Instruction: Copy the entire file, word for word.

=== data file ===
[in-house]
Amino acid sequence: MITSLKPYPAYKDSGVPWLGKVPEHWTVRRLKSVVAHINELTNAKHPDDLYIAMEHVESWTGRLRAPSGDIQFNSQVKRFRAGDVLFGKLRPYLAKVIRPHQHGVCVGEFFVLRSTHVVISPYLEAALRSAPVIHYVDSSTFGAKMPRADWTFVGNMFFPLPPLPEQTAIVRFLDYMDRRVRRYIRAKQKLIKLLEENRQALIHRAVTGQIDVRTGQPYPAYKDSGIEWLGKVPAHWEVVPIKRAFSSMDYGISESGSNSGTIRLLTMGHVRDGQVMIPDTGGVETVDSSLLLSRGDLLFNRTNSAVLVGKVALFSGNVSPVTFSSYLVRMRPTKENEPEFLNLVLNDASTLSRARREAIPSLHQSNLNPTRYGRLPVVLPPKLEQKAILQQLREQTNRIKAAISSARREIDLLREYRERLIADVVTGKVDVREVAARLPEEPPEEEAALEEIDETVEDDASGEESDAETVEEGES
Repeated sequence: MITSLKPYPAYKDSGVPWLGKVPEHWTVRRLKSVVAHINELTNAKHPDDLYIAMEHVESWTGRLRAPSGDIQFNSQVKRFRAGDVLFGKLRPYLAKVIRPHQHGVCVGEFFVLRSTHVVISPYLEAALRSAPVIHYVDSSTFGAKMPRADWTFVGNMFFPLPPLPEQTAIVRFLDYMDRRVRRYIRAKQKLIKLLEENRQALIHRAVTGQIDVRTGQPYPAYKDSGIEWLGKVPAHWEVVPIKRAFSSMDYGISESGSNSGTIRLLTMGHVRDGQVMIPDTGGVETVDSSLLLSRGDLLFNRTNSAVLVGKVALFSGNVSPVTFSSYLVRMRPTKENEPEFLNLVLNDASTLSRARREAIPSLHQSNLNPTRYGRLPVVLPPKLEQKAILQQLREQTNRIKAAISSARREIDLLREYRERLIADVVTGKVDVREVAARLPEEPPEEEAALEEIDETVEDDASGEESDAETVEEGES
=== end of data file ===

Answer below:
[in-house]
Amino acid sequence: MITSLKPYPAYKDSGVPWLGKVPEHWTVRRLKSVVAHINELTNAKHPDDLYIAMEHVESWTGRLRAPSGDIQFNSQVKRFRAGDVLFGKLRPYLAKVIRPHQHGVCVGEFFVLRSTHVVISPYLEAALRSAPVIHYVDSSTFGAKMPRADWTFVGNMFFPLPPLPEQTAIVRFLDYMDRRVRRYIRAKQKLIKLLEENRQALIHRAVTGQIDVRTGQPYPAYKDSGIEWLGKVPAHWEVVPIKRAFSSMDYGISESGSNSGTIRLLTMGHVRDGQVMIPDTGGVETVDSSLLLSRGDLLFNRTNSAVLVGKVALFSGNVSPVTFSSYLVRMRPTKENEPEFLNLVLNDASTLSRARREAIPSLHQSNLNPTRYGRLPVVLPPKLEQKAILQQLREQTNRIKAAISSARREIDLLREYRERLIADVVTGKVDVREVAARLPEEPPEEEAALEEIDETVEDDASGEESDAETVEEGES
Repeated sequence: MITSLKPYPAYKDSGVPWLGKVPEHWTVRRLKSVVAHINELTNAKHPDDLYIAMEHVESWTGRLRAPSGDIQFNSQVKRFRAGDVLFGKLRPYLAKVIRPHQHGVCVGEFFVLRSTHVVISPYLEAALRSAPVIHYVDSSTFGAKMPRADWTFVGNMFFPLPPLPEQTAIVRFLDYMDRRVRRYIRAKQKLIKLLEENRQALIHRAVTGQIDVRTGQPYPAYKDSGIEWLGKVPAHWEVVPIKRAFSSMDYGISESGSNSGTIRLLTMGHVRDGQVMIPDTGGVETVDSSLLLSRGDLLFNRTNSAVLVGKVALFSGNVSPVTFSSYLVRMRPTKENEPEFLNLVLNDASTLSRARREAIPSLHQSNLNPTRYGRLPVVLPPKLEQKAILQQLREQTNRIKAAISSARREIDLLREYRERLIADVVTGKVDVREVAARLPEEPPEEEAALEEIDETVEDDASGEESDAETVEEGES